What is the big advantage of the “district model”?
The obvious one is more plays for less money.
Initially the low cost regional pilot was to demonstrate that the costs of frc events could be lower. See, Michigan had a ton of teams but no more funding to add events.
The original plan was for them to be traditional regionals but done at a lower cost and with fewer teams to get a consistent experience. For reasons that I’ll leave as an exercise to the reader the thought of “we can charge teams less and still hold the events” proved to be an idea that was not desired to be widely adopted. Thus the districtification of Michigan.
As for why it’s not more widespread?
I can assure you the difference between your average regional and your average district are minimal. Yet one costs $4000 to attend and the other $500/$1000.
There is currently this post circulating around where a lot of people are claiming districts would make it easier for lower seeded teams to potentially win regionals or get closer to winning as opposed to the current regional model. Multiple people make points as to why this is the case and if you want to see their logic you can take a look. I won’t copy-paste their reasons here since they are available on that link.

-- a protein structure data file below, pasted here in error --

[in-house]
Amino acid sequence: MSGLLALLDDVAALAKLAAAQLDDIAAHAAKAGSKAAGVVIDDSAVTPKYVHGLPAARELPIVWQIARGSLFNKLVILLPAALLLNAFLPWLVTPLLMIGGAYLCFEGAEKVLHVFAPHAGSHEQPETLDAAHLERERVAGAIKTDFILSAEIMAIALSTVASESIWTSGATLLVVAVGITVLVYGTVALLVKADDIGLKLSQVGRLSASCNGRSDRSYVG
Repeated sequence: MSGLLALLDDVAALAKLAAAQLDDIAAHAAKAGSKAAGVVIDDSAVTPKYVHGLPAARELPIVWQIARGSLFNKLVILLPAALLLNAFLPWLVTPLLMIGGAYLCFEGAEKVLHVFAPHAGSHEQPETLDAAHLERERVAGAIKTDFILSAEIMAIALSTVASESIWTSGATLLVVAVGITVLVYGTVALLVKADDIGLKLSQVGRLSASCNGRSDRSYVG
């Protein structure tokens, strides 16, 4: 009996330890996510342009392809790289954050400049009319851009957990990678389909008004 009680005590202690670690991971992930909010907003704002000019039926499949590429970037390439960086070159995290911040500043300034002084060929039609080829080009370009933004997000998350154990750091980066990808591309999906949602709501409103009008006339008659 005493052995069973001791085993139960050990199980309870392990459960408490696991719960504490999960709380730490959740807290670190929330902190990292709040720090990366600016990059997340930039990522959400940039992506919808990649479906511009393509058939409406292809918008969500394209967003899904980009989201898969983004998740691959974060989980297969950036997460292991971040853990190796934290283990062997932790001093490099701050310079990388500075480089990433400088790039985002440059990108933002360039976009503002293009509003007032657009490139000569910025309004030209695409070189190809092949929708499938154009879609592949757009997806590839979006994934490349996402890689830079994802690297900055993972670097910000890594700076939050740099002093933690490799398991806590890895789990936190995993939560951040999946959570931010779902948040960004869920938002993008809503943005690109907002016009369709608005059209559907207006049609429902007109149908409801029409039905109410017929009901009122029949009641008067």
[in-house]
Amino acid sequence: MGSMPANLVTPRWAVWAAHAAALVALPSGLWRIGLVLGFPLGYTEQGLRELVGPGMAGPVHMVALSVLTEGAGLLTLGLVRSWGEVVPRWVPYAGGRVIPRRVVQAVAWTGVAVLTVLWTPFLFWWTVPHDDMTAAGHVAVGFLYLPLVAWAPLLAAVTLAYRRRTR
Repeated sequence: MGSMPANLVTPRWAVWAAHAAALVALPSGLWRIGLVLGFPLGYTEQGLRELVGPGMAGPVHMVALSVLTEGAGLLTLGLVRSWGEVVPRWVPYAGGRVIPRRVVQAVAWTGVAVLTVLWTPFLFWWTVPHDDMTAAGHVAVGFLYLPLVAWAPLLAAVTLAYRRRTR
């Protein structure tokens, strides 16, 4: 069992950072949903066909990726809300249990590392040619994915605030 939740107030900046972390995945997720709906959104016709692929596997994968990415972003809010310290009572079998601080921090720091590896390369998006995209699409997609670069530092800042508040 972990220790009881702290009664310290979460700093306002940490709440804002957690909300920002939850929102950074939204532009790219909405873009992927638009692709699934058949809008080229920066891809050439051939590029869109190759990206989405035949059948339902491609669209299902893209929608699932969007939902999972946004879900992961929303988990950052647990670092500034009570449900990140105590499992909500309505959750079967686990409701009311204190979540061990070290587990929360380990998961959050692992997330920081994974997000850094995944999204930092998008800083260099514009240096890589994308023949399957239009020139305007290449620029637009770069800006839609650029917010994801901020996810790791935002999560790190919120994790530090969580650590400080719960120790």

I live up in the PNW region but also volunteer outside of the region and so have my toes in both areas. A few key differences that I haven’t seen called out yet.
- In PNW we own two fields and store them year round. Some pieces of it (field electronics) go back to FIRST each year, and we get year-specific items from FIRST each year that make up ~10-20% of the total road cases brought to an event. But everything else is owned, stored, maintained, distributed by PNW.
- On regionals there are things that FIRST helps run and coordinate (to Jon’s earlier point). District events don’t have a lot of that which increases the burden on local partners.
- PNW had 4 regionals when we went to districts. We went from that in 2013 to 10 district events and a District Championship. So at a minimum it required 2-2.5x as many venues, and in reality most of our regional venues are outside of what is needed for a district event. We host most of our districts in high schools. So before you switch you need to find enough suitable venues (I see this was mentioned while I was drafting this)
- More events means more volunteers. Again, we went from 4 events to 10-11 events each year. So you need a larger group of volunteers.